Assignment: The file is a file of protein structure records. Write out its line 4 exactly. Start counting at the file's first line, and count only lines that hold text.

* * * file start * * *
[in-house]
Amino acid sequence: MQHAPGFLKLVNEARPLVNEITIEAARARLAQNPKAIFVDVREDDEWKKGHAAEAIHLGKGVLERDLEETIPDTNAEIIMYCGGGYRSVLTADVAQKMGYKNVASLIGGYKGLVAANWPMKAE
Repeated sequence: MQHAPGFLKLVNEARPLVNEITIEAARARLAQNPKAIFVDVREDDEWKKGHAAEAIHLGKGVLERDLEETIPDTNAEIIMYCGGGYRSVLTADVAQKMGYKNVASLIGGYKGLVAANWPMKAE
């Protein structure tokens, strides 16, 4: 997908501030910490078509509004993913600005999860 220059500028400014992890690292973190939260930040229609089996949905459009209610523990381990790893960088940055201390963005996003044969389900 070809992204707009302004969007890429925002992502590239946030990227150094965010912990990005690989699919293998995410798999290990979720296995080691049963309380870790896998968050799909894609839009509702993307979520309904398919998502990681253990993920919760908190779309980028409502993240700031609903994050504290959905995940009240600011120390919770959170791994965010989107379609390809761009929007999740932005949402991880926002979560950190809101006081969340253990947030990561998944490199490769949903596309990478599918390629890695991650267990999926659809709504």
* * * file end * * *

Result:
């Protein structure tokens, strides 16, 4: 997908501030910490078509509004993913600005999860 220059500028400014992890690292973190939260930040229609089996949905459009209610523990381990790893960088940055201390963005996003044969389900 070809992204707009302004969007890429925002992502590239946030990227150094965010912990990005690989699919293998995410798999290990979720296995080691049963309380870790896998968050799909894609839009509702993307979520309904398919998502990681253990993920919760908190779309980028409502993240700031609903994050504290959905995940009240600011120390919770959170791994965010989107379609390809761009929007999740932005949402991880926002979560950190809101006081969340253990947030990561998944490199490769949903596309990478599918390629890695991650267990999926659809709504």